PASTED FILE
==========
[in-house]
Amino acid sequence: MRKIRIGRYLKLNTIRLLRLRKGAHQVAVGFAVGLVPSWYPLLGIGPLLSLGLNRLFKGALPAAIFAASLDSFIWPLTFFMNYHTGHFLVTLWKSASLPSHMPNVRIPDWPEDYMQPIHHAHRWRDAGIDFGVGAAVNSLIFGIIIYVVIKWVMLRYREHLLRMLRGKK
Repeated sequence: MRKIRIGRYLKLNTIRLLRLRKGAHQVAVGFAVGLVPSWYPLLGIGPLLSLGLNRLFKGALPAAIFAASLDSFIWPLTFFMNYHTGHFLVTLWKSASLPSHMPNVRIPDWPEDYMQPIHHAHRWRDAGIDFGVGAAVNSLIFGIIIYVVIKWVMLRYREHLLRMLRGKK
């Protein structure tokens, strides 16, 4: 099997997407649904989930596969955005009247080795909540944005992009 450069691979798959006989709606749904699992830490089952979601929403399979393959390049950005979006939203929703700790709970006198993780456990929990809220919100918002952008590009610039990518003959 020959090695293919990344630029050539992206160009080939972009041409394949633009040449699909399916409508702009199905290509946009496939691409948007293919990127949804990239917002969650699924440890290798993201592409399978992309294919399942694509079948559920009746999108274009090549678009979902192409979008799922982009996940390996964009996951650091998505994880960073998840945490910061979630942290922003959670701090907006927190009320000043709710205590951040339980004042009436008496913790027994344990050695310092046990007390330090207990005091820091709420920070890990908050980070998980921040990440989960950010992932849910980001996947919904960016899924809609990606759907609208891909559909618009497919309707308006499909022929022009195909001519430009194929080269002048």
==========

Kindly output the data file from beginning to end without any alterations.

[in-house]
Amino acid sequence: MRKIRIGRYLKLNTIRLLRLRKGAHQVAVGFAVGLVPSWYPLLGIGPLLSLGLNRLFKGALPAAIFAASLDSFIWPLTFFMNYHTGHFLVTLWKSASLPSHMPNVRIPDWPEDYMQPIHHAHRWRDAGIDFGVGAAVNSLIFGIIIYVVIKWVMLRYREHLLRMLRGKK
Repeated sequence: MRKIRIGRYLKLNTIRLLRLRKGAHQVAVGFAVGLVPSWYPLLGIGPLLSLGLNRLFKGALPAAIFAASLDSFIWPLTFFMNYHTGHFLVTLWKSASLPSHMPNVRIPDWPEDYMQPIHHAHRWRDAGIDFGVGAAVNSLIFGIIIYVVIKWVMLRYREHLLRMLRGKK
């Protein structure tokens, strides 16, 4: 099997997407649904989930596969955005009247080795909540944005992009 450069691979798959006989709606749904699992830490089952979601929403399979393959390049950005979006939203929703700790709970006198993780456990929990809220919100918002952008590009610039990518003959 020959090695293919990344630029050539992206160009080939972009041409394949633009040449699909399916409508702009199905290509946009496939691409948007293919990127949804990239917002969650699924440890290798993201592409399978992309294919399942694509079948559920009746999108274009090549678009979902192409979008799922982009996940390996964009996951650091998505994880960073998840945490910061979630942290922003959670701090907006927190009320000043709710205590951040339980004042009436008496913790027994344990050695310092046990007390330090207990005091820091709420920070890990908050980070998980921040990440989960950010992932849910980001996947919904960016899924809609990606759907609208891909559909618009497919309707308006499909022929022009195909001519430009194929080269002048």